81
7.
Wesche-Soldato
DE
,
Chung
CS
,
Lomas-Neira
J
,
Doughty
LA
,
Gregory
SH
,
Ayala
A
:
In vivo delivery of caspase-8 or Fas siRNA improves the survival of septic mice.
Blood
2005
;
106
:
2295
301
8.
Pace
JL
,
MacKay
RJ
,
Hayes
MP
:
Suppressive effect of interferon-beta on development of tumoricidal activity in mouse macrophages.
J Leukoc Biol
1987
;
41
:
257
63
9.
Ling
PD
,
Warren
MK
,
Vogel
SN
:
Antagonistic effect of interferon-beta on the interferon-gamma-induced expression of Ia antigen in murine macrophages.
J Immunol
1985
;
135
:
1857
63
10.
van Vught
LA
,
Klein Klouwenberg
PM
,
Spitoni
C
,
Scicluna
BP
,
Wiewel
MA
,
Horn
J
,
Schultz
MJ
,
Nürnberg
P
,
Bonten
MJ
,
Cremer
OL
,
van der Poll
T
;
MARS Consortium
:
Incidence, risk factors, and attributable mortality of secondary infections in the intensive care unit after admission for sepsis.
JAMA
2016
;
315
:
1469
79
11.
Goldenberg
NM
,
Leligdowicz
A
,
Slutsky
AS
,
Friedrich
JO
,
Lee
WL
:
Is nosocomial infection really the major cause of death in sepsis?
Crit Care
2014
;
18
:
540
12.
Meisel
C
,
Schefold
JC
,
Pschowski
R
,
Baumann
T
,
Hetzger
K
,
Gregor
J
,
Weber-Carstens
S
,
Hasper
D
,
Keh
D
,
Zuckermann
H
,
Reinke
P
,
Volk
HD
:
Granulocyte-macrophage colony-stimulating factor to reverse sepsis-associated immunosuppression: A double-blind, randomized, placebo-controlled multicenter trial.
Am J Respir Crit Care Med
2009
;
180
:
640
8
13.
Bo
L
,
Wang
F
,
Zhu
J
,
Li
J
,
Deng
X
:
Granulocyte-colony stimulating factor (G-CSF) and granulocyte-macrophage colony stimulating factor (GM-CSF) for sepsis: A meta-analysis.
Crit Care
2011
;
15
:
R58
14.
Ghosh
CC
,
David
S
,
Zhang
R
,
Berghelli
A
,
Milam
K
,
Higgins
SJ
,
Hunter
J
,
Mukherjee
A
,
Wei
Y
,
Tran
M
,
Suber
F
,
Kobzik
L
,
Kain
KC
,
Lu
S
,
Santel
A
,
Yano
K
,
Guha
P
,
Dumont
DJ
,
Christiani
DC
,
Parikh
SM
:
Gene control of tyrosine kinase TIE2 and vascular manifestations of infections.
Proc Natl Acad Sci USA
2016
;
113
:
2472
7
15.
Goldenberg
NM
,
Steinberg
BE
,
Slutsky
AS
,
Lee
WL
:
Broken barriers: A new take on sepsis pathogenesis.
Sci Transl Med
2011
;
3
:
88ps25
16.
Sugiyama
MG
,
Armstrong
SM
,
Wang
C
,
Hwang
D
,
Leong-Poi
H
,
Advani
A
,
Advani
S
,
Zhang
H
,
Szaszi
K
,
Tabuchi
A
,
Kuebler
WM
,
Van Slyke
P
,
Dumont
DJ
,
Lee
WL
:
The Tie2-agonist Vasculotide rescues mice from influenza virus infection.
Sci Rep
2015
;
5
:
11030
17.
Marik
PE
,
Khangoora
V
,
Rivera
R
,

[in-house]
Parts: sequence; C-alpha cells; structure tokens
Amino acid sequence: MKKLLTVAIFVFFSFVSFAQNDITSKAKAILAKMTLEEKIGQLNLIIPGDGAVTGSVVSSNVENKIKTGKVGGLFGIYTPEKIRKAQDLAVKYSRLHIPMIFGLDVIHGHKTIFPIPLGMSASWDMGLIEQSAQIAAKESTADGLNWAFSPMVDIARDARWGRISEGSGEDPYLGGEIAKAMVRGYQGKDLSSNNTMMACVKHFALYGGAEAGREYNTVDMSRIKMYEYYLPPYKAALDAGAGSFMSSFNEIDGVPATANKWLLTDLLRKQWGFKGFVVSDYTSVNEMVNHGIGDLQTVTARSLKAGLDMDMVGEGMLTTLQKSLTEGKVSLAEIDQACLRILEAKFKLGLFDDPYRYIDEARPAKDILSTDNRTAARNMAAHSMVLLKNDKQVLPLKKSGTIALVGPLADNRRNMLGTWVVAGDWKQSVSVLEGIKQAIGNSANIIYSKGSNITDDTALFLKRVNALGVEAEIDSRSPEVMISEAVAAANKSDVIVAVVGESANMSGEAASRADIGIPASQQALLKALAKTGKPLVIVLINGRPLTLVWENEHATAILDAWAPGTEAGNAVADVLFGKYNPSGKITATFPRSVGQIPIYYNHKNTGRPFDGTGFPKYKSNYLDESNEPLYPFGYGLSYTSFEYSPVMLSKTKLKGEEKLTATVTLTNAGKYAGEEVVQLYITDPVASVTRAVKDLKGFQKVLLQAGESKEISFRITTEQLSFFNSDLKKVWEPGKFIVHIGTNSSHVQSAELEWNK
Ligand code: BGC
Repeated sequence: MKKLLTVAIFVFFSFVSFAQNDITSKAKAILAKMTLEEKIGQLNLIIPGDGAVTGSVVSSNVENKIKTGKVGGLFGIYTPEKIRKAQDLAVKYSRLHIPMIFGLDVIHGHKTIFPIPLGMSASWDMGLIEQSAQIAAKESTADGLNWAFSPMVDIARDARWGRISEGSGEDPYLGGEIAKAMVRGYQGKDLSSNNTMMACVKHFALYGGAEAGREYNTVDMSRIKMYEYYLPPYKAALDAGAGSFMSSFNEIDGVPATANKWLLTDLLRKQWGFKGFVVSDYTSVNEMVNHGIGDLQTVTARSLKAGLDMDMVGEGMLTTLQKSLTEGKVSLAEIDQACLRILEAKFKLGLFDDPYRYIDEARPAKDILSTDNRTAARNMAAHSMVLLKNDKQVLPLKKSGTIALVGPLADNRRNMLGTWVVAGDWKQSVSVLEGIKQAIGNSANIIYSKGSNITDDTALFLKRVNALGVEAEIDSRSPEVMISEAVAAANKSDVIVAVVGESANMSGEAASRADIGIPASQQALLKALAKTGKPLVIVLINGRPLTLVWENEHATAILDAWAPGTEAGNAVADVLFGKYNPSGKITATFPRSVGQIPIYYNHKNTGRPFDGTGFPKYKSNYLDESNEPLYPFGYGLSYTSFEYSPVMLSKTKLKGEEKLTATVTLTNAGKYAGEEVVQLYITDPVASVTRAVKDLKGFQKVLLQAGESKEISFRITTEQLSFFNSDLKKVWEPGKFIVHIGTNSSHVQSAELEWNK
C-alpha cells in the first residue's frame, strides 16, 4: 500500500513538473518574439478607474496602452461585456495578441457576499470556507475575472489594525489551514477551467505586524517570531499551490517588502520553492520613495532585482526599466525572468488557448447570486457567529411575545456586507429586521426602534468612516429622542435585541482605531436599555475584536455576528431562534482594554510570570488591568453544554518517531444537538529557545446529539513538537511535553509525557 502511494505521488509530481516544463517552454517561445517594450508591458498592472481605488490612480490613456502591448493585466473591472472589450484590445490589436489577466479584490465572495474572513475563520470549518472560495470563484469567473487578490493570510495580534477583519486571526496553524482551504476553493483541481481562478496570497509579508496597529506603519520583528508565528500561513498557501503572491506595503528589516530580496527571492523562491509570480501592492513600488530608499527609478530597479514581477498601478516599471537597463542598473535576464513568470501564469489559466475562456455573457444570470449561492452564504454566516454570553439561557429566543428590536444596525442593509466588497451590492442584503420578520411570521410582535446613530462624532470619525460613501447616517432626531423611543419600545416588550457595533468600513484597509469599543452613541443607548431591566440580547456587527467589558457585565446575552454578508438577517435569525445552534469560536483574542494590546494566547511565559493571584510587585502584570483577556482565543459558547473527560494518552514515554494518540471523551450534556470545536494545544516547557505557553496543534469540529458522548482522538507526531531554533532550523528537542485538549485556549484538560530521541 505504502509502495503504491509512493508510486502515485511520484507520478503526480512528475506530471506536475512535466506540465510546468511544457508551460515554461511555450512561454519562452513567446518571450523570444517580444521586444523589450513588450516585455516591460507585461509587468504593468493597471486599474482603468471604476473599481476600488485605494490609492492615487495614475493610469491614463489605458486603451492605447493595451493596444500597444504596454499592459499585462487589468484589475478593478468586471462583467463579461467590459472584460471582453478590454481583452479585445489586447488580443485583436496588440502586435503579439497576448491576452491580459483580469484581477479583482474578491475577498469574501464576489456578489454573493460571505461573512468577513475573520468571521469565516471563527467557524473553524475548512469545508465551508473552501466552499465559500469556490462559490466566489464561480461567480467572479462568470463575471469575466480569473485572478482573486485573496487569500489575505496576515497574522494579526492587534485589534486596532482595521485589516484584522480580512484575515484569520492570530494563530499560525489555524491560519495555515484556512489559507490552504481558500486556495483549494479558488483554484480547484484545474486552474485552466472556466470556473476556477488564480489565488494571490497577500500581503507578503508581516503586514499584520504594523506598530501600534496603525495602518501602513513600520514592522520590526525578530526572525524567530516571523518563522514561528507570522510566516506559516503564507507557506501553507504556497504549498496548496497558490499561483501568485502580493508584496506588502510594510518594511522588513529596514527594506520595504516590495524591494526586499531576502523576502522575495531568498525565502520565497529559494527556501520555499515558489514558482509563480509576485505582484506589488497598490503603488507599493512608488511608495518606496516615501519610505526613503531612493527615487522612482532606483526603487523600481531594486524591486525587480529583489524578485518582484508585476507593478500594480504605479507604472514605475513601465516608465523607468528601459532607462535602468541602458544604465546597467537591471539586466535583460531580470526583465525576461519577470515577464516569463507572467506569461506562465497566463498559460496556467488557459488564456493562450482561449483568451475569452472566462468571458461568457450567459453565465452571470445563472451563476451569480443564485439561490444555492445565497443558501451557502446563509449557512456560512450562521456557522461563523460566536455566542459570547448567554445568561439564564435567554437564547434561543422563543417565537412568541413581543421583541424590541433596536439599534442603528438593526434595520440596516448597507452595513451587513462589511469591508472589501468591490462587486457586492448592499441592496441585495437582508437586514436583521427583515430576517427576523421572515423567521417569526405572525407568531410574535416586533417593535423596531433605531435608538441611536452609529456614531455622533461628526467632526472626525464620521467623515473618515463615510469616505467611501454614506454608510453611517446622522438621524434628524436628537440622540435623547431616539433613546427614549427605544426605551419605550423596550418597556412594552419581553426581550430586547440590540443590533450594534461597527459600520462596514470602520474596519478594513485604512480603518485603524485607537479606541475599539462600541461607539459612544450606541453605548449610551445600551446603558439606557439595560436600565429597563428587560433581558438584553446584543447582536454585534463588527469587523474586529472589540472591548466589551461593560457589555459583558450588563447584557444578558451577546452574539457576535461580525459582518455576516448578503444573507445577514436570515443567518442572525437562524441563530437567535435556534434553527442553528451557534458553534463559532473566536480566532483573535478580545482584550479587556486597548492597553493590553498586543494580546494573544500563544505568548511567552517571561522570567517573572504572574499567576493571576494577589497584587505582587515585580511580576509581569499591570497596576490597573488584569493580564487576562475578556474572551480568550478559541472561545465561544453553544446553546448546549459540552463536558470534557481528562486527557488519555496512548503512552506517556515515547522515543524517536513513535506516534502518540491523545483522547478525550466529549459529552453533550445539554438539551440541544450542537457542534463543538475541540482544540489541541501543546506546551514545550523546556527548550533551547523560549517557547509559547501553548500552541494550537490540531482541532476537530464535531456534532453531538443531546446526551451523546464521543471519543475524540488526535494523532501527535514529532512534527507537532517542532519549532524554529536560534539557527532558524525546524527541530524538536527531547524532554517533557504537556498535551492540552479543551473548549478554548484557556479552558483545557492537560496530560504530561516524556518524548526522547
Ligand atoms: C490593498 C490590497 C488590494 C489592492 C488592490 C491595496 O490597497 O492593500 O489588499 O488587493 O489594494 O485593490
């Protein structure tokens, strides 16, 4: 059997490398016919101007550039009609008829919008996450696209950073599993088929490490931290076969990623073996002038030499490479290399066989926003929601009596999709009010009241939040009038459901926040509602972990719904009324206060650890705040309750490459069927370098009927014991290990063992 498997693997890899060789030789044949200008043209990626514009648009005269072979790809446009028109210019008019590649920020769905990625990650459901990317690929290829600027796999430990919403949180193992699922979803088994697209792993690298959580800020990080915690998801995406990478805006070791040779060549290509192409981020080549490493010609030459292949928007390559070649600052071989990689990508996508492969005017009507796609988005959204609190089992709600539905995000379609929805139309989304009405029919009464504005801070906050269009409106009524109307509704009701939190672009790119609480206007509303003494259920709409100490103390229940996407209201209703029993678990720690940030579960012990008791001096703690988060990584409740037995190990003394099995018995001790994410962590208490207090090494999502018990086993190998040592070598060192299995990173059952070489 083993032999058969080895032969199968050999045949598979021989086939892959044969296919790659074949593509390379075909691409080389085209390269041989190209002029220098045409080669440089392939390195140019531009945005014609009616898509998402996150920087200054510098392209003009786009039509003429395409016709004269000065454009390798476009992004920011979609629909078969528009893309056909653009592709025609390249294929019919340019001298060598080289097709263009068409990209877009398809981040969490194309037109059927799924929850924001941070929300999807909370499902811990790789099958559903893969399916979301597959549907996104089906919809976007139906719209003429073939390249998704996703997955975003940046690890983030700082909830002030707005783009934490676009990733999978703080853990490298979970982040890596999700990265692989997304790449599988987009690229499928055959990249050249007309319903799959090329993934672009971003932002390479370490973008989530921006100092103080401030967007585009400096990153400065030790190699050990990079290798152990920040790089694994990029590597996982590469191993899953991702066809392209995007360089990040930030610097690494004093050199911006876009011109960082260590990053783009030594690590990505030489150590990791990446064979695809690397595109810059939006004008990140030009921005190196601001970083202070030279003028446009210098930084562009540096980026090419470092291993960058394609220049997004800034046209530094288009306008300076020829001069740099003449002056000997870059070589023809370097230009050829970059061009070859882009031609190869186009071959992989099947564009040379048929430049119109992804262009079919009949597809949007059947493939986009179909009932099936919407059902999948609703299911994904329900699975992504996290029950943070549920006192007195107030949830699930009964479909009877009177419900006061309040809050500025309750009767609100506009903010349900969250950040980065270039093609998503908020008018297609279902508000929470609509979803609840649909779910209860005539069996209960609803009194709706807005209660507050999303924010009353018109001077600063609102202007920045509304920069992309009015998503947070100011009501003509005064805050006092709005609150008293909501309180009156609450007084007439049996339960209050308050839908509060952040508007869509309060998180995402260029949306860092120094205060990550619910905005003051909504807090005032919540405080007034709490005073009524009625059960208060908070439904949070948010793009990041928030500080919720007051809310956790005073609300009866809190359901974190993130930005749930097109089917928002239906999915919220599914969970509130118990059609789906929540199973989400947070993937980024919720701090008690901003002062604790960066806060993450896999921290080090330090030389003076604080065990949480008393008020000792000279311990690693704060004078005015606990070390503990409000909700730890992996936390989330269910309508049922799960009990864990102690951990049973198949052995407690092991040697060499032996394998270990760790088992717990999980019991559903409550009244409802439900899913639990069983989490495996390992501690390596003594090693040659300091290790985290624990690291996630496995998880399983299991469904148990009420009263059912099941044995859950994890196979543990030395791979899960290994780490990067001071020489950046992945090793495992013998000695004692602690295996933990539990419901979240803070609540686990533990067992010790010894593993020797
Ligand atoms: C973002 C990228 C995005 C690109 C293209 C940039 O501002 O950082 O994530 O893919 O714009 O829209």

Hooper
MH
,
Catravas
J
:
Hydrocortisone, vitamin C, and thiamine for the treatment of severe sepsis and septic shock: A retrospective before-after study.
Chest
2017
;
151
:
1229
38
18.
Han
S
,
Lee
SJ
,
Kim
KE
,
Lee
HS
,
Oh
N
,
Park
I
,
Ko
E
,
Oh
SJ
,
Lee
YS
,
Kim
D
,
Lee
S
,
Lee
DH
,
Lee
KH
,
Chae
SY
,
Lee
JH
,
Kim
SJ
,
Kim
HC
,
Kim
S
,
Kim
SH
,
Kim
C
,
Nakaoka
Y
,
He
Y
,
Augustin
HG
,
Hu
J
,
Song
PH
,
Kim
YI
,
Kim
P
,
Kim
I
,
Koh
GY
:
Amelioration of sepsis by TIE2 activation-induced vascular protection.
Sci Transl Med
2016
;
8
:
335ra55
19.
Kumpers
P
,
Gueler
F
,
David
S
,
Slyke
PV
,
Dumont
DJ
,
Park
JK
,
Bockmeyer
CL
,
Parikh
SM
,
Pavenstadt
H
,
Haller
H
,
Shushakova
N
:
The synthetic tie2 agonist peptide vasculotide protects against vascular leakage and reduces mortality in murine abdominal sepsis.
Crit Care
2011
;
15
:
R261
20.
van der Poll
T
,
van de Veerdonk
FL
,
Scicluna
BP
,
Netea
MG
:
The immunopathology of sepsis and potential therapeutic targets.
Nat Rev Immunol
2017
;
17
:
407
20
21.
Wang
H
,
Liao
H
,
Ochani
M
,
Justiniani
M
,
Lin
X
,
Yang
L
,
Al-Abed
Y
,
Wang
H
,
Metz
C
,
Miller
EJ
,
Tracey
KJ
,
Ulloa
L
:
Cholinergic agonists inhibit HMGB1 release and improve survival in experimental sepsis.
Nat Med
2004
;
10
:
1216
21
22.
Huston
JM
,
Gallowitsch-Puerta
M
,
Ochani
M
,
Ochani
K
,
Yuan
R
,
Rosas-Ballina
M
,
Ashok
M
,
Goldstein
RS
,
Chavan
S
,
Pavlov
VA
,
Metz
CN
,
Yang
H
,
Czura
CJ
,
Wang
H
,
Tracey
KJ
:
Transcutaneous vagus nerve stimulation reduces serum high mobility group box 1 levels and improves survival in murine sepsis.
Crit Care Med
2007
;
35
:
2762
8
23.
Singer
M
,
Brealey
D
:
Mitochondrial dysfunction in sepsis.
Biochem Soc Symp
1999
;
66
:
149
66
24.
Larche
J
,
Lancel
S
,
Hassoun
SM
,
Favory
R
,
Decoster
B
,
Marchetti
P
,
Chopin
C
,
Neviere
R
:
Inhibition of mitochondrial permeability transition prevents sepsis-induced myocardial dysfunction and mortality.
J Am Coll Cardiol
2006
;
48
:
377
85
25.
Arulkumaran
N
,
Pollen
S
,
Greco
E
,
Courtneidge
H
,
Hall
AM
,
Duchen
MR
,
Tam
FWK
,
Unwin
RJ
,
Singer
M
:
Renal tubular cell mitochondrial dysfunction occurs despite preserved renal oxygen delivery in experimental septic acute kidney injury.
Crit Care Med
2018
;
46
:
e318
25
26.
Calfee
CS
,
Delucchi
K
,
Parsons
PE
,
Thompson
BT
,
Ware
LB
,
Matthay
MA
;
NHLBI ARDS Network
:
Subphenotypes in acute respiratory distress syndrome: Latent class analysis of data from two randomised controlled trials.
Lancet Respir Med
2014
;
2
:
611
20
27.
Cong
L
,
Ran
FA
,
Cox
D
,
Lin
S
,
Barretto
R
,
Habib
N
,
Hsu
PD
,
Wu
X
,
Jiang
W
,
Marraffini
LA
,
Zhang
F
:
Multiplex genome engineering using CRISPR/Cas systems.
Science
2013
;
339
:
819
23